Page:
Australia leads the way in BNPL adoption

  • By Zilla Efrat

Australia is leading the way in buy now pay later (BNPL) adoption, with 60 per cent of respondents in a new survey saying they’ve used the service, compared to 47 per cent in the United States and United Kingdom.

The survey conducted by Marqeta, a global modern card issuing platform, shows that nearly half – 46 per cent – of Australian respondents use BNPL services.

Marqeta found that 51 per cent of the 3,500 consumers it polled in the US, UK and Australia, had used a BNPL service. Interestingly, 33 per cent had started using BNPL within the past 18 months, after the COVID-19 pandemic began.

Marqeta says once this customer base has used BNPL, they generally come back for more. Indeed, 71 per cent of BNPL users said they had increased their use in the last 12 months, and 78 per cent said they wanted to use it more in the future.

More than half (52 per cent) listed the convenience of BNPL as a major benefit and 52 per cent noted that the flexibility of paying for a purchase in instalments was of major benefit.

Crucially, consumers also listed the cost of a credit card as a major detractor, with half noting that paying zero interest was a major appeal of BNPL.

That said, 76 per cent of consumers surveyed still use credit cards and 68 per cent of them use their credit cards at least weekly. But 59 per cent of BNPL users surveyed would be happy for BNPL to replace their credit card usage.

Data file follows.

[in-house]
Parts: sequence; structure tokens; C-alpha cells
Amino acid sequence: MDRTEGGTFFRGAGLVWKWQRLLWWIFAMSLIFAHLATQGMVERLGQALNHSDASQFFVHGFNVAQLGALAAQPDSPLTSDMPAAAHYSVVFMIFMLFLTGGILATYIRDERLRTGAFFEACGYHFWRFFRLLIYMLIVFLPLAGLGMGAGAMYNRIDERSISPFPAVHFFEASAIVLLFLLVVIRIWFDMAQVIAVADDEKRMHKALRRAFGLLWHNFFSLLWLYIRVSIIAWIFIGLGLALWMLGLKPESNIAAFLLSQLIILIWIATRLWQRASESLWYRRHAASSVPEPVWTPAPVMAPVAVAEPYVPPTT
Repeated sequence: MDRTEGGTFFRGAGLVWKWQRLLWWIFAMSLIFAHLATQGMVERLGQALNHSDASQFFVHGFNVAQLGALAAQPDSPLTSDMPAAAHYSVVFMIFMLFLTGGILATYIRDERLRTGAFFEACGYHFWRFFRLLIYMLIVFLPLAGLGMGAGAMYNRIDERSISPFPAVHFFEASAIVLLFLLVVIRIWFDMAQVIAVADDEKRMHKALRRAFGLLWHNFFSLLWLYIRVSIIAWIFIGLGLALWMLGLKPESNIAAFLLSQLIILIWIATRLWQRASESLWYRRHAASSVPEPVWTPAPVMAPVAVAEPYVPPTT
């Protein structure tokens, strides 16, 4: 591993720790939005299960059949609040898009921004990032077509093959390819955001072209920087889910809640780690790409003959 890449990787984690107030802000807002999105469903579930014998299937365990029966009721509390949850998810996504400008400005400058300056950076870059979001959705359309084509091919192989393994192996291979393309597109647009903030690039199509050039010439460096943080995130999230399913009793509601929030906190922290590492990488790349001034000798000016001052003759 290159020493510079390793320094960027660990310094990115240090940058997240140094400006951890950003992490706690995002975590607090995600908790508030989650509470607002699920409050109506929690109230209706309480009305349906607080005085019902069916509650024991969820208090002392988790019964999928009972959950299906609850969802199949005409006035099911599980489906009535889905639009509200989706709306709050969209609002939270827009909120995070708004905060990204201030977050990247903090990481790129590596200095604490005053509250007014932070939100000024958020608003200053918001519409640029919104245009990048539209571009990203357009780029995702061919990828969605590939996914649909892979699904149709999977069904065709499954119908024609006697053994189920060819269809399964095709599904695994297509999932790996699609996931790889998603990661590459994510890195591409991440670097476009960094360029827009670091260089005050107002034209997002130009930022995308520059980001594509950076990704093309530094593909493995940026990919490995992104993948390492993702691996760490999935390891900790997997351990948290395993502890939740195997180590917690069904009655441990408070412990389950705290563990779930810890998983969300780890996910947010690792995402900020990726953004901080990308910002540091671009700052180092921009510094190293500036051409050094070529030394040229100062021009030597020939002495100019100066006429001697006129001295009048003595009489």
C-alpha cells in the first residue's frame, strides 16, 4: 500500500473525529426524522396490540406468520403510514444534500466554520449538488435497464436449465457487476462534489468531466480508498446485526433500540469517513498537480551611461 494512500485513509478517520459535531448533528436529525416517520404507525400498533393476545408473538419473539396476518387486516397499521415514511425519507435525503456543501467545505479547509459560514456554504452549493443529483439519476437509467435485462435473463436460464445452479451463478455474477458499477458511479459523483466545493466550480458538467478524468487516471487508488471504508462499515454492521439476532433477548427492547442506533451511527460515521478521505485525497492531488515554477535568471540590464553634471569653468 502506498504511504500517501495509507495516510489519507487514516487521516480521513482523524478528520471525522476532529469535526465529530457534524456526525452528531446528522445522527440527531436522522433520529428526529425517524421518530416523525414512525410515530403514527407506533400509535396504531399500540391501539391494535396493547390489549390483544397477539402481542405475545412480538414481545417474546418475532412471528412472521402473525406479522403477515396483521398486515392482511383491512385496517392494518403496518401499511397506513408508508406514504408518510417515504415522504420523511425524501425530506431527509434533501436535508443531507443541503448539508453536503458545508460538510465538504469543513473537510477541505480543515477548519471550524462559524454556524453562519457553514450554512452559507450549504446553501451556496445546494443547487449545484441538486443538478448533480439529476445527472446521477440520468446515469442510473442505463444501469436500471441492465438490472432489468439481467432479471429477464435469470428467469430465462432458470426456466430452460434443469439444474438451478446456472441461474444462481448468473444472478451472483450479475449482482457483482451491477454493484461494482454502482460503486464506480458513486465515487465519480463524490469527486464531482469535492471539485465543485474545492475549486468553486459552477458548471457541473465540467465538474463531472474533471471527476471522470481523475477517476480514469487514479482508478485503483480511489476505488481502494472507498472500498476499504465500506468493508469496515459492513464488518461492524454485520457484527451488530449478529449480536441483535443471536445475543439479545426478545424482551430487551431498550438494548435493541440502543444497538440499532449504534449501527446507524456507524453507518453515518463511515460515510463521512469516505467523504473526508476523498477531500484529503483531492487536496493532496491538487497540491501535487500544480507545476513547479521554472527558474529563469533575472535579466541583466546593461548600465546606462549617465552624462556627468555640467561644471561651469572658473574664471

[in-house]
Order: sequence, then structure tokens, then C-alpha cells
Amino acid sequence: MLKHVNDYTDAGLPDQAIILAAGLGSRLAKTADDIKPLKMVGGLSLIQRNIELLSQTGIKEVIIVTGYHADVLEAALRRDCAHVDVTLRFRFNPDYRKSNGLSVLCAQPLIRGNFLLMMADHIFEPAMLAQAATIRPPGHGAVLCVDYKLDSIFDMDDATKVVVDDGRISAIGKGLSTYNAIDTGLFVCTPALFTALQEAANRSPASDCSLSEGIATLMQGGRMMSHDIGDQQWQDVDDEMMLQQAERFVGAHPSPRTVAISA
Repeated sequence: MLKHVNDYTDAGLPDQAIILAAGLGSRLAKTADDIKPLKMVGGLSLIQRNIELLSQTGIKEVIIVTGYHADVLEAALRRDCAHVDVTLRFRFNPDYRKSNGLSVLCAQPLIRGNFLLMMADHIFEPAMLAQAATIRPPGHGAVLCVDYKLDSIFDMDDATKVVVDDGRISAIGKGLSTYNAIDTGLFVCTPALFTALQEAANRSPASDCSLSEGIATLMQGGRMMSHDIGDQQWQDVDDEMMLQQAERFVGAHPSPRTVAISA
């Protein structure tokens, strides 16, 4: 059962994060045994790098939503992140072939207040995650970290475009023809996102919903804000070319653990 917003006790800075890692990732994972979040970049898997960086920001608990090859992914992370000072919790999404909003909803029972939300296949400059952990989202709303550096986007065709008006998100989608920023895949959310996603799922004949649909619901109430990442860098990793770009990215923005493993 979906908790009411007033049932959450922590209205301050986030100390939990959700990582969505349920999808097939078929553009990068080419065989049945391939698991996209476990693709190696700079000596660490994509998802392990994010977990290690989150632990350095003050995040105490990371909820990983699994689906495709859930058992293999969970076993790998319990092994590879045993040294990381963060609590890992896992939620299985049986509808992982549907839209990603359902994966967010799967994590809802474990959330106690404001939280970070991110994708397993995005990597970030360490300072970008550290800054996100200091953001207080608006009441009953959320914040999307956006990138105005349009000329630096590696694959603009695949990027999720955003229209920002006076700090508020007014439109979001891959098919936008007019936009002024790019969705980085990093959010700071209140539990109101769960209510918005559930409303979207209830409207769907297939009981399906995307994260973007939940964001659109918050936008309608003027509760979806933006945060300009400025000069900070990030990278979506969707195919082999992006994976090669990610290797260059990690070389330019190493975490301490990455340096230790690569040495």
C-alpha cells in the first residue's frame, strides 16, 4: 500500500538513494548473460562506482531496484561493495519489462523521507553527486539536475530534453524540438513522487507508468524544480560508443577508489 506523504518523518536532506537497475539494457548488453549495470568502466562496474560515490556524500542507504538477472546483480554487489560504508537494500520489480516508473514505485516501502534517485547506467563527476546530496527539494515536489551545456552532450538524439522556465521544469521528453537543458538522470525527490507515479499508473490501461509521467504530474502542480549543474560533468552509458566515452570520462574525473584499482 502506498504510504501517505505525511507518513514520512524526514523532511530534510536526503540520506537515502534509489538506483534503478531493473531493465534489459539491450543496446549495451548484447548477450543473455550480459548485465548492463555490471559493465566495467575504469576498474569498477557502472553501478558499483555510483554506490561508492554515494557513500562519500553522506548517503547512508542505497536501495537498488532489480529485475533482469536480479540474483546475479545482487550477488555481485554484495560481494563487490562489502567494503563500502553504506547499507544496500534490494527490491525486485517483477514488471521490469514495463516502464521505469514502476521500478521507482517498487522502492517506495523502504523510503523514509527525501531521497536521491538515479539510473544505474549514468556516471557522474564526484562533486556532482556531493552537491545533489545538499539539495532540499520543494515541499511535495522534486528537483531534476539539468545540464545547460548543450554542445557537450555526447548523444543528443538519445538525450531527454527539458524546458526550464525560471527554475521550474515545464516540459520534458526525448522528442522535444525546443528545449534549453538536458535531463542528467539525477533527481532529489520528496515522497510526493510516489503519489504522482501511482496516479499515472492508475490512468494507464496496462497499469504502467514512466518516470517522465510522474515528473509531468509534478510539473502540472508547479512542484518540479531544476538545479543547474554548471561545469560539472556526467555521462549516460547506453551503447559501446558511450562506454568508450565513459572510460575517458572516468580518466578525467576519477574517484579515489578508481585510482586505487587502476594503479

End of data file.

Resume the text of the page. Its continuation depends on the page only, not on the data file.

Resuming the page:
Nonetheless, despite all the talk of upheaval in how consumers want to access credit, and the rapid rate of post-pandemic change in payments, Marqeta reports that credit cards are still king.

In its 2021 State of Credit report, it notes that there are around 2.8 billion credit cards in use globally – with more than 1 billion of those in the US alone.

After a much-hyped dip in credit spending during COVID-19 lockdowns, Marqeta says the industry has roared back again. In the US, credit account openings in March 2021 were up over 30 per cent on the year prior.

More than three-quarters (76 per cent) of the 3,500 consumers surveyed still use credit cards, with little fluctuation across different markets.